Prior to the advent of cable television and direct-to-video movies, there were the TV Movies of the ‘70s and ‘80s produced by the “Big Three” television networks: ABC, CBS, and NBC. And we love those TV Movies.
In fact, B&S Movies loves those TV movies so much that we rolled out our “Week of Made for TV Movies,” “Lost TV Week,” “Son of Made for TV Movie Week” and “Grandson of Made for TV Movie Week” tributes to spotlight those films that, in many cases, are even better than the movies that played in theatres.
However, in spite of those gallant efforts, there’s that one lost TV Movie we missed, such as these two productions from rock ‘n’ roll television guru Don Kirshner. Lone before ersatz-rockers Black Roses, Sammy Curr, Billy Eye Harper and Headmistress, Holy Moses, Sacrifyx, and Tritonz possessed our VCRs with their rock ‘n’ horror tales, there was the forgotten, horrific chronicles of ex-Jeff Beck Group vocalist Kim Milford and his real-life band, Moon, on our TV sets.
After his success with TV’s The Monkees and The Archies, Don Kirshner began working as the creative consultant and executive producer of ABC-TV’s late-night answer to NBC’s better known The Midnight Special. In Concert began airing with two monthly shows in November and December of 1972. The shows not only doubled the ratings of The Dick Cavett Show that previously held the time slot, it also beat NBC’s The Tonight Show Starring Johnny Carson in some markets. At that point, In Concert became a bi-weekly series beginning in January of 1973.
Ever-evolving and innovating, Kirshner left In Concert to start his own syndicated program, Don Kirshner’s Rock Concert, which premiered on U.S. television on September 27, 1973. The final In Concert episode aired in 1981, as MTV, a nascent music video network—created by Michael Nesmith, one of Kirshner’s Monkees—was on the rise and Kirshner’s vision was rendered obsolete.
However, even though Kirshner surrendered In Concert to make his own way in the late-night rock television world with Rock Concert, he kept his production deal with ABC. Based on his past success for the network, ABC provided Kirshner with an opportunity to produce a pair of music-oriented movies.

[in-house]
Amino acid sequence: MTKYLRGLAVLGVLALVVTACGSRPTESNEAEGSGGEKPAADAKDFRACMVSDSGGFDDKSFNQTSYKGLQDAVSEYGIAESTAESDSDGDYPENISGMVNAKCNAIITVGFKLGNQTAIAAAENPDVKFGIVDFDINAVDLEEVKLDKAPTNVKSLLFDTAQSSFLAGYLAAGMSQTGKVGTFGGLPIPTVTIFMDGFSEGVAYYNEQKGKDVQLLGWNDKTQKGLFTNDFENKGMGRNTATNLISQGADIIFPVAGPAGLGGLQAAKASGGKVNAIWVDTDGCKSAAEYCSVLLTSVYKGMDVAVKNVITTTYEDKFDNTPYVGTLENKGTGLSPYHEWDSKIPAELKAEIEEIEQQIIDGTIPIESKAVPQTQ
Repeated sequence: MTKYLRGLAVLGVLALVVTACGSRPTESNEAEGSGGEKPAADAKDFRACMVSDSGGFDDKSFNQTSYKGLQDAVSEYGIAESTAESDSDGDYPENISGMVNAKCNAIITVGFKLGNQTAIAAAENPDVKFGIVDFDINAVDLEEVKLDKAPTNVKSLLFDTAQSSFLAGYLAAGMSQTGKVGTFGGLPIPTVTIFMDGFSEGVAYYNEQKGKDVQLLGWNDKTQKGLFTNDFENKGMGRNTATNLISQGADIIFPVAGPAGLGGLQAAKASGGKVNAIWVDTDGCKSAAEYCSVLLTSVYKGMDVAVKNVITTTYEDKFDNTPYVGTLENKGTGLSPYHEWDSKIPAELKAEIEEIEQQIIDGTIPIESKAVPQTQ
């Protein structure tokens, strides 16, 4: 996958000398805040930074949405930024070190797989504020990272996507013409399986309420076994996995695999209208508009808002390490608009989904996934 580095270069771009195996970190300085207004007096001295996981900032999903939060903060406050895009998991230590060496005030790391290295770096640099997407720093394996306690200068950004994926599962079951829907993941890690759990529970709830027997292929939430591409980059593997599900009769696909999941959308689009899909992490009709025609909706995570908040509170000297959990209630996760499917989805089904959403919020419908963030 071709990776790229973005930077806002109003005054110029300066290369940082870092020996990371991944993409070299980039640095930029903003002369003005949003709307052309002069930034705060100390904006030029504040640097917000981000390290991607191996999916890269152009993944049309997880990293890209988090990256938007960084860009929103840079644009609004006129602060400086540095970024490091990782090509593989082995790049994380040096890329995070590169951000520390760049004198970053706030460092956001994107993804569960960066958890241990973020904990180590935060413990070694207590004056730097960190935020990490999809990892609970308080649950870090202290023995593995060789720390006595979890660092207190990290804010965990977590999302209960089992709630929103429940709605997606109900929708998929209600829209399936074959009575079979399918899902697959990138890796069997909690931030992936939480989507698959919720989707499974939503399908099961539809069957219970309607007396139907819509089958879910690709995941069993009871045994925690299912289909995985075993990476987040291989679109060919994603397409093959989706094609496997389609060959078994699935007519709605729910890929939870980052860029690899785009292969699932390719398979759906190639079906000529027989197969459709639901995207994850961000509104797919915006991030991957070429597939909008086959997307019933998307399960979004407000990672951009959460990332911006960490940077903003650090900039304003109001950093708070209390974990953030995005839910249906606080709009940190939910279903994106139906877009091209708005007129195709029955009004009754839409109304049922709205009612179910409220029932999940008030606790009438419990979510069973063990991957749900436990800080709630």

Those two films—highly-coveted and impossible-to-find rock flicks starring Kim Milford (of the sci-fi romps Laserblast and Wired to Kill )—are 1975’s Song of the Succubus and, its sequel, Rock-a-Die Baby.
Both films aired as part of ABC’s The Wild World of Mystery, a 90-minute late night mystery and suspense anthology series that ran on the network from 1973 to 1978 and aired in the overnights at 12:30 AM—after the rock program Kirshner started: In Concert. Both films, as did all of ABC’s films, also replayed as part of their Mystery of the Week and Wild World of Entertainment movie series, which aired in the weekday overnights into the late seventies (as shown in the image from a Wednesday, July 6, 1977, television listing for Song of the Succubus airing at 12:30 AM). (NBC’s website currently streams the September 1971 Night Gallery episode, “The Flipside of Satan.” Wow. Watch it. It’s a hoot-and-a-half.)
Song of the Succubus, the first part of the slasher-horror saga of Moon, was concerned with the ghost of a Victorian-era musician stalking the band, which they accidentally conjured through the rearrangement and recording of an old, discovered song. Its sequel, Rock-a-Die Baby, concerns the psychic premonitions of one of Moon’s fans—as the members of the band begin to die at the hands of an unseen force.
Other than that, there’s not much known about the through-line between the two films or any additional plot details. Former teen fans of the films recall Moon was on the road running away from the evil they conjured or they’re chasing the evil released through a song’s incantation. Others recall it was an “evil version” of the late Seventies U.S. television series Highway to Heaven—with demons instead of angels and the Victorian-era musician was a heavy-metal Jack the Ripper. Others recall it was a rock ‘n’ roll, live action version of the animated Saturday morning series, Scooby-Doo, Where are You?, as a rock band investigates evil.
According to the IMDb, the last airing of Song of the Succubus occurred through a 1990 Australian broadcast—and the only known surviving print of the film is held at the U.S Library of Congress; the LOC has no copy of Rock-a-Die Baby. Meanwhile, Rock-a-Die Baby was reissued in the U.K and Europe as a TV movie (possibly theatrical) under the title Night of the Full Moon. Sadly, in the midst of the home video boom of ‘80s, with shelves hungry for product, neither of these rock films was reissued as VHS titles. (But someone taped a post-VCR airing of the films, as noted by the two performance film clips included with this review.)